The modification may be to increase or decrease the charge, as appropriate. The modification only occurs when it is beneficial to do so, to balance the need for an appropriate SOC with the overall needs of the power distribution system. In accordance with one implementation, the modification is carried out while the grid frequency is in a deadband that requires no regulation. During this time, charge may be added/removed until the SOC value, which may be monitored at the PLC 230 based on information from the BMS 230, is within a specified range. For example, the range may be centered around 50% so that the system 200 can equally provide or receive energy. In other embodiments, the target state may be higher or lower than about 50%, for example, when it is known that a large transfer in a specific direction is likely.
In step 320, a measurement of the grid frequency is obtained. For example, the PLC 230 may receive the measured grid frequency from the transducer 260 on a periodic basis. The received frequency is checked to determine whether it is within an established deadband. For example, a determination might be made whether it is within the range of 60 Hz±0.025 Hz. This range can be the same as the range that the operator uses to determine when a request to system 200 for frequency regulation is warranted, or it can be different. For example, a request for regulation might be made only when the instantaneous operating frequency is outside a range of 60 Hz±0.05 Hz.
If the instantaneous grid frequency is outside of the deadband, then adjustment of the SOC is not appropriate, since a transfer of energy to the grid when the frequency is high, or from the grid when the frequency is low, may cause a need for regulation itself. In this case, the process of
However, if the grid frequency is within the deadband, a determination is made at step 330 whether the SOC is outside a sustain range defined by desired upper and lower limits L1 and L2. In one implementation, L1 could be equal to 45% of full battery capacity, and L2 could be equal to 55% of capacity. In step 340, the charge is modified if the SOC is outside of the sustain range, but the grid frequency is within the deadband, as explained in greater detail hereinafter. For example, if it is determined that it is desirable to have the SOC in a range between about 45%-55%, then the charge may be modified for an SOC of about 35%. In such a case, the SOC is modified by transferring energy from the grid to the storage cells. If the SOC is determined to be within the sustain range at step 330, no transfer of energy occurs between the grid and the storage cells, and the process continues at step 325.
During the modification of the charge, the grid frequency is continuously monitored to determine if it has moved out of the deadband, at step 350. If this occurs, the system 200 stops the charging and continues at step 325. If the grid frequency remains within the deadband, the process moves on to step 360.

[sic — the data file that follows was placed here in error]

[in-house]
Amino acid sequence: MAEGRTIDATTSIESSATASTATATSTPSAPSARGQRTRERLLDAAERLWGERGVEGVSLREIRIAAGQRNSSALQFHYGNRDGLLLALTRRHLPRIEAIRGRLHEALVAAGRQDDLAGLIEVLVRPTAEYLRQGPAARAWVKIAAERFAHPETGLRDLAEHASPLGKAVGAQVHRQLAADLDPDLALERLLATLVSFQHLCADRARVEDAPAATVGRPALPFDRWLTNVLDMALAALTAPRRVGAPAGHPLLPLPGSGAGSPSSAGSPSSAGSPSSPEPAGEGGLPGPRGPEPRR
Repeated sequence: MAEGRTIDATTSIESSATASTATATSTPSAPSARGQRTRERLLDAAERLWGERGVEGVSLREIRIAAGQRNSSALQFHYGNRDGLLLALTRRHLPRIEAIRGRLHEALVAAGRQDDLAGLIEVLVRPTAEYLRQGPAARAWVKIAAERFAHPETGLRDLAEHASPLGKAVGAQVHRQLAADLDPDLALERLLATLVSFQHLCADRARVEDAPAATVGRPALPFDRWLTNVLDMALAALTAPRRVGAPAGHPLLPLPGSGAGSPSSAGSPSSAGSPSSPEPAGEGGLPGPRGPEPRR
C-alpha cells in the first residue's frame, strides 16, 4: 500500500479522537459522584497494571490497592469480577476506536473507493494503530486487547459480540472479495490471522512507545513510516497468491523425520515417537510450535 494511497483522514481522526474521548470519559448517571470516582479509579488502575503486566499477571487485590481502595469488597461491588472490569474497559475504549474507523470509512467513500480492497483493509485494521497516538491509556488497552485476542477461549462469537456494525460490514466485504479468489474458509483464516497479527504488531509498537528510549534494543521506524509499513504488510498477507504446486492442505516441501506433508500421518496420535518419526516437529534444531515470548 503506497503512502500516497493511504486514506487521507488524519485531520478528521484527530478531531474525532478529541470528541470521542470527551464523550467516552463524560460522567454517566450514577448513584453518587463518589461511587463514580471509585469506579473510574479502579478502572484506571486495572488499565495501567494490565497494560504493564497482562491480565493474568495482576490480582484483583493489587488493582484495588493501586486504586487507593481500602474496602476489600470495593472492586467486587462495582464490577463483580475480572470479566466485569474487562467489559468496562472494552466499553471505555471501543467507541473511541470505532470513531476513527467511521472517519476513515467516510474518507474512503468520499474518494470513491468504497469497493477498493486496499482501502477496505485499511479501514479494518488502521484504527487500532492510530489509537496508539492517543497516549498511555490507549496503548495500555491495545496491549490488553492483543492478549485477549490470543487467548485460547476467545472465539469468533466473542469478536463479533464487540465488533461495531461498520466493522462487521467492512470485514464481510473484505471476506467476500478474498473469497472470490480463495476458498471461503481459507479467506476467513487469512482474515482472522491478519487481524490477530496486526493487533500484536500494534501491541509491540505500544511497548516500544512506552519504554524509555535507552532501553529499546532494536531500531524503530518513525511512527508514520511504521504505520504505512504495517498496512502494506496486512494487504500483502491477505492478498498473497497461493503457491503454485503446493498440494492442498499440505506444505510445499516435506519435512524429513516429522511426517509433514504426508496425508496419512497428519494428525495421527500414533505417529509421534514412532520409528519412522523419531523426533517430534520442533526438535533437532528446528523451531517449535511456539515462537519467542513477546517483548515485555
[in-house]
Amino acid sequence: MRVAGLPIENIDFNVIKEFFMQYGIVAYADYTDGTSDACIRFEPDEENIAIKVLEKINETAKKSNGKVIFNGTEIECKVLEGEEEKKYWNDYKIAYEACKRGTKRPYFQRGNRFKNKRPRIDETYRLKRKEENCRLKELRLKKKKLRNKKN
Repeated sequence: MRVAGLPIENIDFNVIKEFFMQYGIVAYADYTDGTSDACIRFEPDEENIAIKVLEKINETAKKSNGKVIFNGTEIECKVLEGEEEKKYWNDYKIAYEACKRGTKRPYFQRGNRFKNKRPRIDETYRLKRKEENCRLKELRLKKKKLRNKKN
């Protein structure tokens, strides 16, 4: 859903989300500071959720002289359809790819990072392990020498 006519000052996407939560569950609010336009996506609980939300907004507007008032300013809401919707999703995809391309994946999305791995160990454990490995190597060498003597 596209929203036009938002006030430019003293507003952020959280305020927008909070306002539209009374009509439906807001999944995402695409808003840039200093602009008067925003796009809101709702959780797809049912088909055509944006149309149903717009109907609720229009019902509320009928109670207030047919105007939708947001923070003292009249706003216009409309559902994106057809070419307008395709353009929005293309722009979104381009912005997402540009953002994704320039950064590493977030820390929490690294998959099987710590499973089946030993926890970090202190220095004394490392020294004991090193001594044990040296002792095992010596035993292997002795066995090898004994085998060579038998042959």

In step 360, a determination is made whether the SOC value has returned to an acceptable value. In one embodiment, the acceptable range is the same range that is used to determine whether the charge needs to be modified in step 330. In another embodiment, the acceptable range is smaller. For example, the charge may be modified until the SOC is at or close to 50%. Otherwise, the SOC value may hover near one end of the range, and require charge modification repeatedly. If the SOC has not attained an acceptable value, steps 340-360 are repeated. Once the SOC has been determined to be at an acceptable level at step 360, the system 200 stops the charging process and continues at step 325.
The process illustrated in
In another implementation, the PLC can interpret instructions that are received from the system operator to determine whether the operating frequency is in the deadband. For instance, if the instructions to certain electricity providers are to add or absorb energy at a relatively low rate of transfer, other provides who are not being asked to do so at that time might infer that the operating frequency is quite near the nominal frequency, and thereby initiate the process of
As a third possibility, the system operator itself could send out status information to indicate when the operating frequency is in the deadband, or send an explicit instruction to initiate an SOC maintenance procedure.
The particular processes for regulating the frequency of the grid and for adjusting the SOC of the storage cells will now be described in greater detail with reference to
When the instantaneous frequency of the grid lies within the acceptable range, no regulation takes place, i.e. the converters 215 are instructed to open the connection between the grid 205 and the storage cells 210, so that no energy is transferred between them. Once the frequency passes outside this range, the converters are activated to transfer energy, in a direction corresponding to whether the frequency is above or below the nominal value. In the example of